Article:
Vagabond

Reflections on being alone, unavailable, broke, lost and wandering.

Why move, travel, ramble around and be uncomfortable? 

For those of you wondering where I've been, it's a long story... 

After spending a month in a remote camp on the rugged west coast of Vancouver island living under an improvised A-frame tarp and platform, salmon fishing in a duck taped tin boat with a 10hp engine and rocking around with way to big of a chainsaw I had had enough. With a need to re-direct I moved from Queens Cove (population 2) into my veggie oil truck Mona and hit the road. With no destination in mind and three extra weeks before a due date to shoot a friends wedding in Creston, the world was a wonderland. 

Mona in the Cascades. The night delivered an atrociously beautiful fluorescent pink sunset.

I picked up a couple weeks of work in Whistler working with a stone mason on a $20 million home and lived in a tent at night. It was fairly ironic. Gorilla camping is something of a fine art of balancing: private property, police, your comfort level and the local large animal population... 

Evenings consisted of kitesurfing sessions in Squamish or wifi pilfering sidewalk sessions outside local libraries. 

Sometimes the morning vistas were just horrible...

Lessons learned:

1. You get greasy fast

2. The sun is the moderator of how good a day you're going to have

3. Shampoo should be a human right

4. Cream cheese lasts approximately 3 days without refrigeration

5. Don't camp in the high alpine in lightning storms

I've bounced around, visited friends, snuck into music festivals and satisfied the 13 year old in me by seeing Eminem (who played under a meteor shower and full moon amongst the silhouettes of the mountains I love to play in -weird), hiked and camped in beautiful places in the Coast Mountains and now in the Cascades, and have had a lot of time to reflect.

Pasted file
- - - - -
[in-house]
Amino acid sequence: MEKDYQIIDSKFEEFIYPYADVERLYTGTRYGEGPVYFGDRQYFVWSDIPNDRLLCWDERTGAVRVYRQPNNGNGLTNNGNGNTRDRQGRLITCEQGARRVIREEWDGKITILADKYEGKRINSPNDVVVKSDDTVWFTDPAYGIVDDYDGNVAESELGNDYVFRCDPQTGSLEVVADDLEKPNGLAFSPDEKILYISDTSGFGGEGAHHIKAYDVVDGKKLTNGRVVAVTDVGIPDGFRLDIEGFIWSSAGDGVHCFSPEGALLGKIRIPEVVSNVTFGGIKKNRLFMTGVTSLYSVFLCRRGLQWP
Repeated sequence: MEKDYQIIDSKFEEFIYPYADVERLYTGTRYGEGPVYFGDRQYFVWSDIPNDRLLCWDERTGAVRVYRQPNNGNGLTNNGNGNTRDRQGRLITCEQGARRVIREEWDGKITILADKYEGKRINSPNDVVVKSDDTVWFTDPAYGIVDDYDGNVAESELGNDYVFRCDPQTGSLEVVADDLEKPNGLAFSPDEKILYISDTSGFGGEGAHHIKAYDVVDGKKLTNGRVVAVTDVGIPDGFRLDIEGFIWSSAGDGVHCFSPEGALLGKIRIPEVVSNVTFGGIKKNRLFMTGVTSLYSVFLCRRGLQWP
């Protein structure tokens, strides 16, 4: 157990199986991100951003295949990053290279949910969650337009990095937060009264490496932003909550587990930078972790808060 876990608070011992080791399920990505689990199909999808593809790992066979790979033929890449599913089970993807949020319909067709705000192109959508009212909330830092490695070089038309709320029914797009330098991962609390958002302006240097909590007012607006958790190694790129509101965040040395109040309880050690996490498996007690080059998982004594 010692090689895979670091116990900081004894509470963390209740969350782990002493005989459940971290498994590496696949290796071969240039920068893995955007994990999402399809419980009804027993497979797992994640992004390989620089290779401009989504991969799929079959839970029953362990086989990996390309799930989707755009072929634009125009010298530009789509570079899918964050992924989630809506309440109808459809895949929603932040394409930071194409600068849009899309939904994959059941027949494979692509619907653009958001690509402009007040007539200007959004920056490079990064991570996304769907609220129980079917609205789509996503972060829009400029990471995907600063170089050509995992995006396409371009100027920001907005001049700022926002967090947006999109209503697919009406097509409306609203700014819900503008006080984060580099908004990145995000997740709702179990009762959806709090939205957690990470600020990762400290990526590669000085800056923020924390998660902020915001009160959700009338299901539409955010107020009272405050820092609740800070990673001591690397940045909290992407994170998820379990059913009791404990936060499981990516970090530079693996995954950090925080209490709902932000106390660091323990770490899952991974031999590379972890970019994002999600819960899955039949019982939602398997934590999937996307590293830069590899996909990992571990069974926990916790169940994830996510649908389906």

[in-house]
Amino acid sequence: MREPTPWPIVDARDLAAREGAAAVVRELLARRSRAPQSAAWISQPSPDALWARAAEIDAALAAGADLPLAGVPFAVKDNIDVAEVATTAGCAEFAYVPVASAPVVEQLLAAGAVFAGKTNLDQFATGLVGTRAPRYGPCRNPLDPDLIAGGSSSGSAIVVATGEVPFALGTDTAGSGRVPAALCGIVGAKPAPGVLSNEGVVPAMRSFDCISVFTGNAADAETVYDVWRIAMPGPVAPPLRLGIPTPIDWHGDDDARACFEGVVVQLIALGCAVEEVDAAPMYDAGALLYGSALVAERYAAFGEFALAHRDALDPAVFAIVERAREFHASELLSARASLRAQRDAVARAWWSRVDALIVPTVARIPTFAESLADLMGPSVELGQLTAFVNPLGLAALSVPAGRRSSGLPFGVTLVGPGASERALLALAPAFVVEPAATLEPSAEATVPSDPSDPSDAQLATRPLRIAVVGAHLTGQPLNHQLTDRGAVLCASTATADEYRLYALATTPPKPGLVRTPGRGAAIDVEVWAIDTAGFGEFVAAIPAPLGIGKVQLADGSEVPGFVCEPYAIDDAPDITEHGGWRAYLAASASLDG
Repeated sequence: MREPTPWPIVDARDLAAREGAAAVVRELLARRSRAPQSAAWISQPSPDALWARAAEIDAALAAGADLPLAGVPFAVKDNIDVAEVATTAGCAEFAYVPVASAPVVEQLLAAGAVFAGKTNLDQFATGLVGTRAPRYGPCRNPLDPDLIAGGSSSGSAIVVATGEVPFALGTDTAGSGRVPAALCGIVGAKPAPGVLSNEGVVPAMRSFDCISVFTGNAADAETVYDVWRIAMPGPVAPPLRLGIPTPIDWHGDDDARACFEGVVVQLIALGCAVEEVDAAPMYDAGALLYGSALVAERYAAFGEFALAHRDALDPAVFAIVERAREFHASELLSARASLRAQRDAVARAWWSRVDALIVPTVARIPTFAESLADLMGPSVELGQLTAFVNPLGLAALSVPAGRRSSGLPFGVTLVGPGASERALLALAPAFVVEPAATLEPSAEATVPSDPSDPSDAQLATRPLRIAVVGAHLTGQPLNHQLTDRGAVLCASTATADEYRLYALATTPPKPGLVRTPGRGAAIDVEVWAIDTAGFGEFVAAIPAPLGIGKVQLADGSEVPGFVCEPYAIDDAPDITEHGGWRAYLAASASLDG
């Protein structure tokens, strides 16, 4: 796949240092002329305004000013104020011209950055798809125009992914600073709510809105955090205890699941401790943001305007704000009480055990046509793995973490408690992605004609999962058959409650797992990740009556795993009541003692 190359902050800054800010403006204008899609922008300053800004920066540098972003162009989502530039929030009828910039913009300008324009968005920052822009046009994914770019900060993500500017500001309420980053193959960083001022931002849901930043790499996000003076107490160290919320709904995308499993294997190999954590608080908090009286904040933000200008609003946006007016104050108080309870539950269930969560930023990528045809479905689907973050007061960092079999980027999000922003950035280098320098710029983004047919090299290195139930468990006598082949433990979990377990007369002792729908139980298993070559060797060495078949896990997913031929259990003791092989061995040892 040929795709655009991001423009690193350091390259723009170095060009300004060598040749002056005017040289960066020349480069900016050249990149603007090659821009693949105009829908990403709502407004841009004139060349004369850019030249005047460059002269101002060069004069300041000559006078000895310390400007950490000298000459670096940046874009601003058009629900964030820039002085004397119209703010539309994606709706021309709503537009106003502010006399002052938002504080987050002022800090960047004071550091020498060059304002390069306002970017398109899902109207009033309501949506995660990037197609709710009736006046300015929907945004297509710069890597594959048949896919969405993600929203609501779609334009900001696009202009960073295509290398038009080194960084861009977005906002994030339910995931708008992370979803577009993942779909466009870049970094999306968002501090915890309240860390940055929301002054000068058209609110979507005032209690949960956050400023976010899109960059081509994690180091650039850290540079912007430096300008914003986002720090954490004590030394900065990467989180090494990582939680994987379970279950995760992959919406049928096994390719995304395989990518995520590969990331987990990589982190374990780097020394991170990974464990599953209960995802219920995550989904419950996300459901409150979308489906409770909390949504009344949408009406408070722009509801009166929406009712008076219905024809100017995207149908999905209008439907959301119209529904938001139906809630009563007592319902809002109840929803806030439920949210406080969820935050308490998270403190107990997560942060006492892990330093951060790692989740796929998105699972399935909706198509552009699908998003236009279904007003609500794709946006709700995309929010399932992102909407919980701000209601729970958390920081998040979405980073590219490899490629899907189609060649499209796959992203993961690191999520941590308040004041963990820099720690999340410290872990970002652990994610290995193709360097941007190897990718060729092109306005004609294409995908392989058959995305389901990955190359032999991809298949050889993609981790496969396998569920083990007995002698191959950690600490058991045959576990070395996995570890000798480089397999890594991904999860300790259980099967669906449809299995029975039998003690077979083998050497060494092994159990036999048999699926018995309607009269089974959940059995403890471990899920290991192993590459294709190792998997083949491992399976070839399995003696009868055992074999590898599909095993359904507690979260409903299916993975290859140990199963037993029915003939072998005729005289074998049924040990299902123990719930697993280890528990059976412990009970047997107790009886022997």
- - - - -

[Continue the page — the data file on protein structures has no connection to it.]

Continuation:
The sunset before the night was ripped apart by lightning. Two hours were spent huddled under a scrubby tree in a monsoon trying to survive it. 

I've been a spectator of my own society, involved but aloof. Some people are drifters without being aware of the lifestyle choices they make. Others are so in tuned with the environment they find themselves in that I can't help but want to emulate aspects of their lifestyle.

Good life style choices:

Sailboats

Floating hot tubs

Nights under the stars

Simplicity

That's one thing that the past few weeks of driving around have reinforced, minimalism. I have duplicates of nearly everything, and why? Because at home I have a closet larger than my needs. There are so many better adventures to be had with friends and airplane tickets to spend money on. Forget about buying the newest kitchen implement and slowly upgrading all of the objects around you in your day to day -get what you need and stick to it. Add things to your life so that everything has value. 

Kiting in Squamish, a little bit beautiful. 

Because I'm a hypocrite my goal is to half my possessions upon returning to university in February. There'll be some swag for sale... so keep your finger on the pulse. And remember, relationships and shared experiences are always the heart of the environment and material world that surrounds you -even if it's hard to see sometimes. 

If you live in BC and have a backyard to toss a hammock in, I'm in Nelson for the night and you should get in touch.